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Title: Intensity-modulated radiotherapy for whole pelvis irradiation in prostate cancer: A dosimetric and plan robustness study between photons and protons
Authors: Ong, A.L.K.
Ang, K.W.
Master, Z.
Wong, S.M.M.
Tuan, J.K.L. 
Keywords: IMPT
Pelvic lymph nodes
Prostate cancer
Robust analysis
Issue Date: 2018
Publisher: Elsevier Ireland Ltd
Citation: Ong, A.L.K., Ang, K.W., Master, Z., Wong, S.M.M., Tuan, J.K.L. (2018). Intensity-modulated radiotherapy for whole pelvis irradiation in prostate cancer: A dosimetric and plan robustness study between photons and protons. Technical Innovations and Patient Support in Radiation Oncology 6 : Nov-19. ScholarBank@NUS Repository.
Rights: Attribution-NonCommercial-NoDerivatives 4.0 International
Abstract: Purpose: To evaluate the dosimetric impact and plan robustness of using Pencil Beam Scanning (PBS) in patients that requires prophylactic pelvic lymph nodes (PLNs) irradiation for prostate cancer. Material and methods: Five intermediate to high-risk prostate patients previously treated using volumetric modulated arc therapy (VMAT), were selected for this study. Comparative proton radiotherapy plans were generated, where a three-field intensity modulated proton therapy (IMPT) plan was for the phase 1 planning target volume (PTV1) with PLNs. A technique with two posterior oblique fields using single field uniform dose (SFUD) was used for phase 2 (PTV2) volume, that comprises of the prostate and proximal seminal vesicles (Pro + proxSVs). Plan evaluation was performed on PTV coverage and dose to the organs at risk (OARs) using VMAT plans as a baseline (BL). Robust analysis on clinical target volume (CTV) coverage for the PBS plans was simulated with a 3 and 5 mm setup errors and a 3.5% range uncertainty. Results: For target coverage, PTV1 and PTV2 showed negligible differences with a comparable homogeneity index (HI) values for both modalities. Proton plans produced a statistically significant lower mean dose to the bladder (32.5 Gy(RBE) vs. 46.5 Gy) and rectum (33.6 Gy(RBE) vs. 42.7 Gy). Dose to the bladder and rectum was equivalent at the high dose region. For the bowel cavity, the mean dose for proton plans were 45% lower compared to VMAT plans. Similarly, proton plans were able to achieve an overall reduction in integral dose for both treatment phase. CTV coverage remained high with all the simulated setup and range errors. Conclusions: Proposed beam geometries for PTV1 and PTV2 proton plans presented good treatment accuracy with similar target coverage as the VMAT plans. Better sparing of OARs was achieved at the low-medium dose region for the proton plans. © 2018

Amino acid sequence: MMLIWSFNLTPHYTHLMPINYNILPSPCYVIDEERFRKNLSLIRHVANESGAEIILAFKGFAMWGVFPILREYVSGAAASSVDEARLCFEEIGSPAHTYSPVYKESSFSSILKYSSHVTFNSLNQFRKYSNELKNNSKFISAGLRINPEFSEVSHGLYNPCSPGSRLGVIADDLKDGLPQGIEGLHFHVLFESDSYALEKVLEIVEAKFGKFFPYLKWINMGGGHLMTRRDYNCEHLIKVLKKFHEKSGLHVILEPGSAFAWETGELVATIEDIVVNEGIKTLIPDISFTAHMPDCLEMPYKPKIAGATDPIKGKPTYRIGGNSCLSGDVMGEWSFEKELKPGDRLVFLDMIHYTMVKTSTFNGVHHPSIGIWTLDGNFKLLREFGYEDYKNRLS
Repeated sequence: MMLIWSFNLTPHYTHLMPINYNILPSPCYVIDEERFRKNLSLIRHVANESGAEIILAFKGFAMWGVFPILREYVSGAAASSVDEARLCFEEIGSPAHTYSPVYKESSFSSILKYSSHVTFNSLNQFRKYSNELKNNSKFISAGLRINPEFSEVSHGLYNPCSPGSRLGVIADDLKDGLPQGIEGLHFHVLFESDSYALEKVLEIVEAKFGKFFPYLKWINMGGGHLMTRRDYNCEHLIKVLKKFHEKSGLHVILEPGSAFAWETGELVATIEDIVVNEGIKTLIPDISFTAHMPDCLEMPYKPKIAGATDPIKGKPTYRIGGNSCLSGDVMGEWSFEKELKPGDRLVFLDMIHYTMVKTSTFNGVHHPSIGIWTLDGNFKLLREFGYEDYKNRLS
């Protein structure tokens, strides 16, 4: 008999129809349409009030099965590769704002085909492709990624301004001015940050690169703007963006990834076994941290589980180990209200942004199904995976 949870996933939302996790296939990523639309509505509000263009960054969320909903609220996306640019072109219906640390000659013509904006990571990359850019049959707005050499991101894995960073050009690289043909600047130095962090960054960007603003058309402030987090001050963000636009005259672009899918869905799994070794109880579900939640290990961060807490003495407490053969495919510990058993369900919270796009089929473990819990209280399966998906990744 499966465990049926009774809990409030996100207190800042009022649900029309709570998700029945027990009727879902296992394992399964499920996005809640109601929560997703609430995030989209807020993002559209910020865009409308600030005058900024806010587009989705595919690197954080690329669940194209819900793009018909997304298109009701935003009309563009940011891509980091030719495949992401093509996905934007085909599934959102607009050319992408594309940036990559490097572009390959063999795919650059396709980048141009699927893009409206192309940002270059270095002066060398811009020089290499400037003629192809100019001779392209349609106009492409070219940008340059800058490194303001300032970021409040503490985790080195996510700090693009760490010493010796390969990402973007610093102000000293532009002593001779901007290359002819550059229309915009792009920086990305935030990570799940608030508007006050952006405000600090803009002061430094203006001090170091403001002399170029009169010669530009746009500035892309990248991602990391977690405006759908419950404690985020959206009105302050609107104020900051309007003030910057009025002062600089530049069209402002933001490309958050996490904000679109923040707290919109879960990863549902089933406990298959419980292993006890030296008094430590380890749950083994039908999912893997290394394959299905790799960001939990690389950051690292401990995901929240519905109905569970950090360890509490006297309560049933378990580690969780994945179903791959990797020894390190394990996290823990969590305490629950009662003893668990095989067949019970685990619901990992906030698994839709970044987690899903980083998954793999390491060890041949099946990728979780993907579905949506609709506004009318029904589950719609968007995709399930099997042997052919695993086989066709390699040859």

Source Title: Technical Innovations and Patient Support in Radiation Oncology
ISSN: 2405-6324
DOI: 10.1016/j.tipsro.2018.02.001
Rights: Attribution-NonCommercial-NoDerivatives 4.0 International
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